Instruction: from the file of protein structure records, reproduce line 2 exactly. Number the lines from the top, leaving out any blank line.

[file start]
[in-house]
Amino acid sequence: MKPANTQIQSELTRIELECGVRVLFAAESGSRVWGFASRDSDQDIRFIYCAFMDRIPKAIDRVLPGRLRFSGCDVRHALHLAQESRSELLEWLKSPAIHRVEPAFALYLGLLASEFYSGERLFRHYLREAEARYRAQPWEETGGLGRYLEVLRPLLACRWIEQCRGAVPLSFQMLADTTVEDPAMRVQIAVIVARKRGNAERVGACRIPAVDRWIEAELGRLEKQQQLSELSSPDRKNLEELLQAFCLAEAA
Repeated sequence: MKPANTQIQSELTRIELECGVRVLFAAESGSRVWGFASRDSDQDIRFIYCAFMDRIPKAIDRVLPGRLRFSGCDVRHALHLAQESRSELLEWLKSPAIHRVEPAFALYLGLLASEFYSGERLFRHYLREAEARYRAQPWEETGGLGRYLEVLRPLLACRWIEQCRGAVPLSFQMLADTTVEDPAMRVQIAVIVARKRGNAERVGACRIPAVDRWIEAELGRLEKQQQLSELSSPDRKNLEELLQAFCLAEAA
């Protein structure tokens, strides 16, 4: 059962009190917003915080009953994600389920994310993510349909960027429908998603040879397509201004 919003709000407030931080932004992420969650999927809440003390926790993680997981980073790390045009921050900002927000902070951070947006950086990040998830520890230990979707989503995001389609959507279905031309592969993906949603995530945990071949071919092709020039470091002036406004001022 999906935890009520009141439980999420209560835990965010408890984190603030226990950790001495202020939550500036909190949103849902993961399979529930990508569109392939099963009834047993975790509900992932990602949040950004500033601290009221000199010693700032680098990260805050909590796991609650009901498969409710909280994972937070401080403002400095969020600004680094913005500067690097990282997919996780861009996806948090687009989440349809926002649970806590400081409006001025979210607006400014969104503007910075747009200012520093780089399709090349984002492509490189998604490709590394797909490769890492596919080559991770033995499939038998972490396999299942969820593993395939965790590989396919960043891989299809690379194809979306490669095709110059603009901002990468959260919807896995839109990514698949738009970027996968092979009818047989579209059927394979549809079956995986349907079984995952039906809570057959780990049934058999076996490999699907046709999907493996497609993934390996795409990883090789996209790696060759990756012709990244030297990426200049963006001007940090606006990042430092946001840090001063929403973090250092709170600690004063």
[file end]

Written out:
Amino acid sequence: MKPANTQIQSELTRIELECGVRVLFAAESGSRVWGFASRDSDQDIRFIYCAFMDRIPKAIDRVLPGRLRFSGCDVRHALHLAQESRSELLEWLKSPAIHRVEPAFALYLGLLASEFYSGERLFRHYLREAEARYRAQPWEETGGLGRYLEVLRPLLACRWIEQCRGAVPLSFQMLADTTVEDPAMRVQIAVIVARKRGNAERVGACRIPAVDRWIEAELGRLEKQQQLSELSSPDRKNLEELLQAFCLAEAA